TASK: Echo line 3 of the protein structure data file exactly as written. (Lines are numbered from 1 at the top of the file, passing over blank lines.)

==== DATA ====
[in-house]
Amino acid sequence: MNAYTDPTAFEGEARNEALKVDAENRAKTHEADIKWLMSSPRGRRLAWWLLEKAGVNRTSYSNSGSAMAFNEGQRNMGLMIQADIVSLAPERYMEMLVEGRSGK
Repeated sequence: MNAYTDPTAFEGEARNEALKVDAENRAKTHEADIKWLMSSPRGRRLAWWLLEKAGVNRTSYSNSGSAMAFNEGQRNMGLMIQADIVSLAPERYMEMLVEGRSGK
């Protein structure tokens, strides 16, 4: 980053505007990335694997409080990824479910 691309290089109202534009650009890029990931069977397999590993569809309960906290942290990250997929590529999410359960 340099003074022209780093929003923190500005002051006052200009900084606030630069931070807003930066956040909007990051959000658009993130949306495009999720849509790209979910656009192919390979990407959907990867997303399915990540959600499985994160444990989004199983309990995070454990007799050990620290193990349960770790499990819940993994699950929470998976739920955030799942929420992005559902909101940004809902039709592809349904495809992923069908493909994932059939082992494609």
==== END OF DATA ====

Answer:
Repeated sequence: MNAYTDPTAFEGEARNEALKVDAENRAKTHEADIKWLMSSPRGRRLAWWLLEKAGVNRTSYSNSGSAMAFNEGQRNMGLMIQADIVSLAPERYMEMLVEGRSGK